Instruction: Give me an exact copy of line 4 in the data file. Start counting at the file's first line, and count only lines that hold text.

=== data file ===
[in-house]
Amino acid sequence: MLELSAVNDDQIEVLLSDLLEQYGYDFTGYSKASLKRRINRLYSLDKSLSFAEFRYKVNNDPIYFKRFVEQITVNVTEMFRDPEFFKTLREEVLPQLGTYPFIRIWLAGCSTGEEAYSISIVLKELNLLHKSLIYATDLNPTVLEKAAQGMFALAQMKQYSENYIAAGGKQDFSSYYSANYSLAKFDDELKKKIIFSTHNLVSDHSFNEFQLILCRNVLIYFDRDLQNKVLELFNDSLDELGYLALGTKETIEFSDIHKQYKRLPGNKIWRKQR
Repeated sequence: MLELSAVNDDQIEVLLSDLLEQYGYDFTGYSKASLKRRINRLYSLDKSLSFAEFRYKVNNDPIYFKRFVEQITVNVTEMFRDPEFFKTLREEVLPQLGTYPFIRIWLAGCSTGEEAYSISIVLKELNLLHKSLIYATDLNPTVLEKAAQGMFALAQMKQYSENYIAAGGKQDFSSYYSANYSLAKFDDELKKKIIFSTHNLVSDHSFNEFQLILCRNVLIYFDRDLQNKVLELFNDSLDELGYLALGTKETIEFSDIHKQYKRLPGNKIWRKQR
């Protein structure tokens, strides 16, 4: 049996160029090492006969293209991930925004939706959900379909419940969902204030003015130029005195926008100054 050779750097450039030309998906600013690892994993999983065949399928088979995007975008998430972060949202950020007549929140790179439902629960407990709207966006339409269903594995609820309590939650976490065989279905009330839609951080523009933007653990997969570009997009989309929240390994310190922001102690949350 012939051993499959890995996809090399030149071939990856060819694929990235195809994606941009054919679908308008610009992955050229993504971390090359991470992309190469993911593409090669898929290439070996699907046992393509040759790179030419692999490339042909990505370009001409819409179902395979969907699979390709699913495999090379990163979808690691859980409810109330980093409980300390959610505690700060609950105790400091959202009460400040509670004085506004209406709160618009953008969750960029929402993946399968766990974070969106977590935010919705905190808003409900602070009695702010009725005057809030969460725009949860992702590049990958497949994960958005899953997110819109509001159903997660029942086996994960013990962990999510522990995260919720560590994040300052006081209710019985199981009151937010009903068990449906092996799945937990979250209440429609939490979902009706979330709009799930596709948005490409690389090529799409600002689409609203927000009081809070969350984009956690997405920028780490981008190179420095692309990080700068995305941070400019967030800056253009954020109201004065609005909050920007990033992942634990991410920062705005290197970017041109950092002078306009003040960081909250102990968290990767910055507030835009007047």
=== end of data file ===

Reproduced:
């Protein structure tokens, strides 16, 4: 049996160029090492006969293209991930925004939706959900379909419940969902204030003015130029005195926008100054 050779750097450039030309998906600013690892994993999983065949399928088979995007975008998430972060949202950020007549929140790179439902629960407990709207966006339409269903594995609820309590939650976490065989279905009330839609951080523009933007653990997969570009997009989309929240390994310190922001102690949350 012939051993499959890995996809090399030149071939990856060819694929990235195809994606941009054919679908308008610009992955050229993504971390090359991470992309190469993911593409090669898929290439070996699907046992393509040759790179030419692999490339042909990505370009001409819409179902395979969907699979390709699913495999090379990163979808690691859980409810109330980093409980300390959610505690700060609950105790400091959202009460400040509670004085506004209406709160618009953008969750960029929402993946399968766990974070969106977590935010919705905190808003409900602070009695702010009725005057809030969460725009949860992702590049990958497949994960958005899953997110819109509001159903997660029942086996994960013990962990999510522990995260919720560590994040300052006081209710019985199981009151937010009903068990449906092996799945937990979250209440429609939490979902009706979330709009799930596709948005490409690389090529799409600002689409609203927000009081809070969350984009956690997405920028780490981008190179420095692309990080700068995305941070400019967030800056253009954020109201004065609005909050920007990033992942634990991410920062705005290197970017041109950092002078306009003040960081909250102990968290990767910055507030835009007047």